I didn’t think it merited any kind of base class. Okay! So, after giving this class a Guid() attribute and setting its ClassInterfaceType to none, it was time to get cracking!

Interop Blues

I re-ran my test application, replacing the MSComDlg.CommonDialog ProgID with the ProgID of my new class (the one that exposed ISpecifyPropertyPages). To my horror, it failed to cast the resultant object to ISpecifyPropertyPages. It seems that because I had compiled both the class library and the test application using the common source containing the interfaces and structs, each of those declarations became specifically unique to each assembly. Therefore, I couldn’t do a straight cast to the interface even though they had the same Guid. This was totally understandable, of course, so I quickly regrouped.

Because I was using the Activator class to activate the object, what would happen if I instead used CoCreateInstance() directly to make a COM object? Would the .NET marshaler realize I was creating a .NET object in spite of my using the API directly? Turns out the answer to that question is YES. On the successful return of CoCreateInstance, .NET helpfully unwrapped my class and handed me a .NET object back.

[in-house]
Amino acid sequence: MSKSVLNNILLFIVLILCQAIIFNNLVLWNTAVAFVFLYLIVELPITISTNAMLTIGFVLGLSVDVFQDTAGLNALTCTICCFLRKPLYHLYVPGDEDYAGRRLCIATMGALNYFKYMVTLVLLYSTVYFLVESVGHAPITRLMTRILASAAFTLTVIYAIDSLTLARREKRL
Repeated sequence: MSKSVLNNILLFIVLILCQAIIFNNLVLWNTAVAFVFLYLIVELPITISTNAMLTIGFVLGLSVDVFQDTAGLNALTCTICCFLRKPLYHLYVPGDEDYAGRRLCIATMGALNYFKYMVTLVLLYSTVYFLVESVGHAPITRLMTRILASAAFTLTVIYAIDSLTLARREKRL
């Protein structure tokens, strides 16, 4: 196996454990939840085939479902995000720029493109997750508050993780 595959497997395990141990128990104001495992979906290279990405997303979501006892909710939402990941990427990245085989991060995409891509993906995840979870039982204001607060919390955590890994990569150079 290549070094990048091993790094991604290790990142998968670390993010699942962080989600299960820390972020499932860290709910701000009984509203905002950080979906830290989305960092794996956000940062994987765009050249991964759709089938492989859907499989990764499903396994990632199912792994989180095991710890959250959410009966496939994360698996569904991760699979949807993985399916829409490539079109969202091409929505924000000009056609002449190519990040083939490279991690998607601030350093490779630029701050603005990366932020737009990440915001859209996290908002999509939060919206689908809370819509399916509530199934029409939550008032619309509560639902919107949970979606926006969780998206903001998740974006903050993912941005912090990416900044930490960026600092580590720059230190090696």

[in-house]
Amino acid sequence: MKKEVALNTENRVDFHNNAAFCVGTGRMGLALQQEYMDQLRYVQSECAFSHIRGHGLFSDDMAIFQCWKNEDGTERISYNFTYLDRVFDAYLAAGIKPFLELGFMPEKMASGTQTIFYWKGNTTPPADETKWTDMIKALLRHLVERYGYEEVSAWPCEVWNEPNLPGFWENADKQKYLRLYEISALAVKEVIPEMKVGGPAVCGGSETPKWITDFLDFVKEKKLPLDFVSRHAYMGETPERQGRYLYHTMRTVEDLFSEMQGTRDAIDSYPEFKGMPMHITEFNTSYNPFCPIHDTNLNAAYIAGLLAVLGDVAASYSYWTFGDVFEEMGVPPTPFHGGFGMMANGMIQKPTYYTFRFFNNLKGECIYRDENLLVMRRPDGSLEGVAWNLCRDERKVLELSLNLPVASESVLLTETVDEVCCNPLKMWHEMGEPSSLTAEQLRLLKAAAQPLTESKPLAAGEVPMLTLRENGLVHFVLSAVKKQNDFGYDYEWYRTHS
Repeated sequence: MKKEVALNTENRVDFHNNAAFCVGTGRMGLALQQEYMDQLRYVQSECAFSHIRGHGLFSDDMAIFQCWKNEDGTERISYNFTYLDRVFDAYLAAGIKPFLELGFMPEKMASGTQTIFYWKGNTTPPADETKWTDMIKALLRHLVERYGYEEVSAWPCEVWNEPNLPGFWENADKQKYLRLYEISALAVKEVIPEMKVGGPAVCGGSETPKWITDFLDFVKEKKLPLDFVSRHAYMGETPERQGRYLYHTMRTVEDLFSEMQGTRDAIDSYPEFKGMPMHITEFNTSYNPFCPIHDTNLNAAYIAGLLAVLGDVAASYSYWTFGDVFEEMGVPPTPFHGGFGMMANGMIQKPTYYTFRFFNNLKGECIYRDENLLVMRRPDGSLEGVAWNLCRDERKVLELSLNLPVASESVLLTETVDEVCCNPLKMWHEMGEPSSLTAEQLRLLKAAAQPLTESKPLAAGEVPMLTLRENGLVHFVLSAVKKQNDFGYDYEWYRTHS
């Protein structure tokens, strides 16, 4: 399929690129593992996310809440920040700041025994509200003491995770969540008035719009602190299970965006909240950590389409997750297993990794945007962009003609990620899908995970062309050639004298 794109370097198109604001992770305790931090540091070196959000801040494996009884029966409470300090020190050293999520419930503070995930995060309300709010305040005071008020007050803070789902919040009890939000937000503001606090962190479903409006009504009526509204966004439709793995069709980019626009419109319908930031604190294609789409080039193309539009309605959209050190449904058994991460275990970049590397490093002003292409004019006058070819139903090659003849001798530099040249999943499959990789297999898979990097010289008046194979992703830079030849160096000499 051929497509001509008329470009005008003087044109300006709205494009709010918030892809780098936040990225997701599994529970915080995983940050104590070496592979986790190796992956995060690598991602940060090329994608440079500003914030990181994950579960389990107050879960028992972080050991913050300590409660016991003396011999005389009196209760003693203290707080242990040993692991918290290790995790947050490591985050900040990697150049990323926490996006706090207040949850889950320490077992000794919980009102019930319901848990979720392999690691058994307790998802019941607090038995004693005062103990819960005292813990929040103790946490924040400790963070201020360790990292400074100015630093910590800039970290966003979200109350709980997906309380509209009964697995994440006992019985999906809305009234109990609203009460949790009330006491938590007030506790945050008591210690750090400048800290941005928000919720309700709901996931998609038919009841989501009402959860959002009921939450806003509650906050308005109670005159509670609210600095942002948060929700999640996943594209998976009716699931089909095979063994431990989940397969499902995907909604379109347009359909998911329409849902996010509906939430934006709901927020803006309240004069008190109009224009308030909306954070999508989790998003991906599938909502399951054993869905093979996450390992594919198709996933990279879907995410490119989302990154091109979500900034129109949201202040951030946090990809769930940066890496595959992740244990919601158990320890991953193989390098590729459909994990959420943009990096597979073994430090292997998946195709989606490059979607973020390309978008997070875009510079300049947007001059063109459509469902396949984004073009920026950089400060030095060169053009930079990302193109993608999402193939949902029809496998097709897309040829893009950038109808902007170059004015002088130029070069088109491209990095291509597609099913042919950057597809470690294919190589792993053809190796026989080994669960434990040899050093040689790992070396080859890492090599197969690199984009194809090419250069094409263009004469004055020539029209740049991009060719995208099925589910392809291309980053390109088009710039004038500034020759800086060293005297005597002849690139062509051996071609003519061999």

It turns out that, no matter how hard I tried, or how indirectly I attempted to marshal this object, .NET would always give me back the base .NET class object. I tried getting an IntPtr of the object’s IUnknown, calling Marshal.QueryInterface on it to get the interface and putting it back into object form. I tried every conceivable method I could think of, and none of them worked. This was a major stumbling block.

There was no way I could guarantee that any arbitrary .NET class would use a common assembly that implemented a “common” version of the interfaces I wanted. Furthermore, there was no way I could guarantee that one person’s implementation of the interfaces would be identical to mine. I simply had to use .NET’s marshaling code to work with these objects through COM—COM was the only commonality I had, so I had to use it regardless of what language the actual object was written in.